Throughout his life, Laurence Olivier played a number of less-than-savoury characters, but Christian Szell remains one of the worst on the spectrum of good and evil. AFI included him on their list of 50 greatest movie villains in American cinema. Despite being seriously ill while making the film, Olivier’s performance won him a Golden Globe for Best Supporting Actor and an Oscar nomination for the same category. Both well-deserved, considering it was by far one of the best screen performances he gave in the later part of his career. Hoffman cherished his experience working with Olivier, and still tells with fondness the famous anecdote about not sleeping for days in order to appear genuinely exhausted a la Lee Strasberg’s Method. When encountered by Olivier, the older thespian suggested he “try acting”.

I’d watched this film a couple times before on DVD and TV, but the 35mm print trumped any previous viewings by a long shot. It was as if the entire film had run through an orange-brown filter and it just screamed “1970s!” I love how cleaned-up digital prints are able to make old films seem as if they were made yesterday. But I think many film fans would agree that there’s something special about watching a film as it was originally meant to be seen.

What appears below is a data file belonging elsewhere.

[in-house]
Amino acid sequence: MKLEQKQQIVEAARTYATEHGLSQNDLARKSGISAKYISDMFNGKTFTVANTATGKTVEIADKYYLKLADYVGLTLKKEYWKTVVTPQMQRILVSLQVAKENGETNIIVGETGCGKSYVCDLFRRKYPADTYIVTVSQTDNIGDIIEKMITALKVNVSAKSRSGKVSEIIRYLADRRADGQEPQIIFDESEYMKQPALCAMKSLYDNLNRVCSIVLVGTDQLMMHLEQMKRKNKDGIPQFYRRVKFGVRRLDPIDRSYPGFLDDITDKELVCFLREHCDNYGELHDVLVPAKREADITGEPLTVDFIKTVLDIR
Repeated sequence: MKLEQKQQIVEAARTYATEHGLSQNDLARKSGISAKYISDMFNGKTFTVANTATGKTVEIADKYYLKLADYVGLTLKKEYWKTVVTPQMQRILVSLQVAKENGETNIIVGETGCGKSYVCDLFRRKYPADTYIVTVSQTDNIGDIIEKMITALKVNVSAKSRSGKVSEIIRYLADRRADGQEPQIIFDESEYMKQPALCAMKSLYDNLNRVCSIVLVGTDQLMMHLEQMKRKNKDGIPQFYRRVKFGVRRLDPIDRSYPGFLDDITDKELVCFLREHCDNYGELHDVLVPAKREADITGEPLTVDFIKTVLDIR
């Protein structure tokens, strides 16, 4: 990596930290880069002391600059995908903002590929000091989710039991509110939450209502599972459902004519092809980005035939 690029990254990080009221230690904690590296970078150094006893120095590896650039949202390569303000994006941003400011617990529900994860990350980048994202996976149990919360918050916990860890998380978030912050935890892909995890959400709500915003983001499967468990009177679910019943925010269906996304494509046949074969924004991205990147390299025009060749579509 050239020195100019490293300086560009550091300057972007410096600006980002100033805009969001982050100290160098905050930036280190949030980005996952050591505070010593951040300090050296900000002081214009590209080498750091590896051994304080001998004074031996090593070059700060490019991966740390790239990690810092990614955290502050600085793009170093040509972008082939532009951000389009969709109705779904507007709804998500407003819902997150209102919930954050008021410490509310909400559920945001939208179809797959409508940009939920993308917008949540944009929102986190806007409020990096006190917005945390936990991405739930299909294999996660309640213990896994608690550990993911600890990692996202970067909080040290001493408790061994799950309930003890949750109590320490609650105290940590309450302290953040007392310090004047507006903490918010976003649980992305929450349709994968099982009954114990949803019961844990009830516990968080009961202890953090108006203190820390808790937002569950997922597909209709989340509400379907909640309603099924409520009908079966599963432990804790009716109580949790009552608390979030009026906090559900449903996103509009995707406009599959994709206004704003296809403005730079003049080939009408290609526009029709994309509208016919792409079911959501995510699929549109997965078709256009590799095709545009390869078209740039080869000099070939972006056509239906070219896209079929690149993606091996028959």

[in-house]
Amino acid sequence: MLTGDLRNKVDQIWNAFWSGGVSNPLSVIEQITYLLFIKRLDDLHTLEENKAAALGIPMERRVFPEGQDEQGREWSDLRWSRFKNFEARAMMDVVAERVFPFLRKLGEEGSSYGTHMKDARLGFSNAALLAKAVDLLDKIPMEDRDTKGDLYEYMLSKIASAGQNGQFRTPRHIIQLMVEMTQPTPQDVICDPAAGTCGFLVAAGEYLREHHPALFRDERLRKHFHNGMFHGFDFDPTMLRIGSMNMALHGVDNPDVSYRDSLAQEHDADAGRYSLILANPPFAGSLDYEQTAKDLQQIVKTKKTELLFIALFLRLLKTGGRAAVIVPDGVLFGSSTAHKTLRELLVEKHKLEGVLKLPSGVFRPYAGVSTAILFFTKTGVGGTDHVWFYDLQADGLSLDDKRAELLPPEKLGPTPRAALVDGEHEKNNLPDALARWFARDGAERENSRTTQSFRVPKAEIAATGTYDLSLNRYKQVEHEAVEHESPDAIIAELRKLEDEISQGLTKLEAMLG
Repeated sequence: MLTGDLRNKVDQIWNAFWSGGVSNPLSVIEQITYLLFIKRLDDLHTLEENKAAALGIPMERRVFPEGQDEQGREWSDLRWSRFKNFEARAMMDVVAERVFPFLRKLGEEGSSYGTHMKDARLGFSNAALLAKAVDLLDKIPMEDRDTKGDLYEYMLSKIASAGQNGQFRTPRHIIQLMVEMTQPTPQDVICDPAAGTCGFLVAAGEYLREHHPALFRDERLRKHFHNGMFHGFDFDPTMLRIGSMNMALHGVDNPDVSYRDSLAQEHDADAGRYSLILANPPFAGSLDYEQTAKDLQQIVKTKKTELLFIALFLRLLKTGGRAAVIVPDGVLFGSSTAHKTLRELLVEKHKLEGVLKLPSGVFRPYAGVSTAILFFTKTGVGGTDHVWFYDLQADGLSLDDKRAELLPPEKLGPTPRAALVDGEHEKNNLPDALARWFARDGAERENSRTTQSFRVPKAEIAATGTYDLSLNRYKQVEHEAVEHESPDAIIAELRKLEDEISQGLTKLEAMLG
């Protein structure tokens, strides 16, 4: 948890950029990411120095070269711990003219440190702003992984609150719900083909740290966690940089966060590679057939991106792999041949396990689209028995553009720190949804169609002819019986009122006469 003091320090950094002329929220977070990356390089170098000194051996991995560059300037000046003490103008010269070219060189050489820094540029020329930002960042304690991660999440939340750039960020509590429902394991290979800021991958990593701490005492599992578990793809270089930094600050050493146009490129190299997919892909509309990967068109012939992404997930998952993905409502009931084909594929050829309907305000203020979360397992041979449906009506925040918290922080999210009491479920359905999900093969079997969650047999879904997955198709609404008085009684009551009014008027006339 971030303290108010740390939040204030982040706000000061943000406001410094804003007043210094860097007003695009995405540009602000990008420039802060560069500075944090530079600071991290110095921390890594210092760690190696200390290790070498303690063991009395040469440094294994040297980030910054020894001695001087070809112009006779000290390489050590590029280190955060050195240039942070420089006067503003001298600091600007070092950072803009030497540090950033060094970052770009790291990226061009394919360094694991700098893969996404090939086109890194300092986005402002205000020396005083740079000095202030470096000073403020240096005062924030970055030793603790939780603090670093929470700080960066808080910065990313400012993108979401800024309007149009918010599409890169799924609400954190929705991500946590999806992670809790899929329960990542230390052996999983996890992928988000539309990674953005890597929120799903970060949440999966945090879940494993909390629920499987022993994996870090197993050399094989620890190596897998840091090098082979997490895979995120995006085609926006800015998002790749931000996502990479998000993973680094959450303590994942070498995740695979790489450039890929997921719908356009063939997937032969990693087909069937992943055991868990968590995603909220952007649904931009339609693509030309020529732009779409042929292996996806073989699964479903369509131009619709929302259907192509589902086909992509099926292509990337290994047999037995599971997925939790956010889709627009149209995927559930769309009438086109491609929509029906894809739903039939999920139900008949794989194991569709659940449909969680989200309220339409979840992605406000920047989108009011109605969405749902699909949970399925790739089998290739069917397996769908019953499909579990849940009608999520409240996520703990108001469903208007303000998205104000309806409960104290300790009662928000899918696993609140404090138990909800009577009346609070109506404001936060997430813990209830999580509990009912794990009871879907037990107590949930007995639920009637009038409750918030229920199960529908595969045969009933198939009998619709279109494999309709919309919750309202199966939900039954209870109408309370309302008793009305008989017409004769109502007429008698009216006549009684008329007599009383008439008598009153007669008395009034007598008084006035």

Marathon Man is a bit long in running time, but definitely worth a watch for killer performances by Olivier (see what I did there?) and Hoffman. Beware, you may never want to step foot in the dentist’s office again.

Grade: A

cinema experiences gone with the wind guest post

{Guest Post} Gone with the Wind at the Egyptian Theatre

Clark Gable and Vivien Leigh in Gone with the Wind

I always love reading about other people’s cinematic classic film viewing experiences. Some films were simply meant to be seen in the cinema, as is the case with Gone with the Wind. Last weekend, GWTW was screened at the magnificent Egyptian Theatre on Hollywood Boulevard. This venue, home to the American Cinematheque, is a haven for film nerds in the movie capital and has a special place in my heart. So, when I learned a couple of my friends were meeting up and going to the screening, I immediately invited one of them to write about her experience for Luckily she said yes!

Marissa recently relocated from New York to Los Angeles where she is currently enrolled in the Archival Studies graduate program at UCLA. This past May, she attended A Weekend with the Oliviers, the event put on through in London. Over in LA, as someone who has always loved film and film history, Marissa is enjoying all the city has to offer.


No other film has made more of an impact on my life or means as much to me as Gone with the Wind, and just as I’ll never forget watching it for the very first time when I was eleven, I’ll never forget the experience of seeing it for the first time on the big screen. This is something that I had hoped to do for a long time and was able to experience last Saturday.

I had the great fortune to see Gone with the Wind at the beautiful and historic Egyptian Theatre. The grandeur of the theatre is a sight to behold in itself. Kendra, a very thoughtful friend, put me in contact with her friend Mark and I was able to share the experience with him and his friends, which made the viewing all the more enjoyable.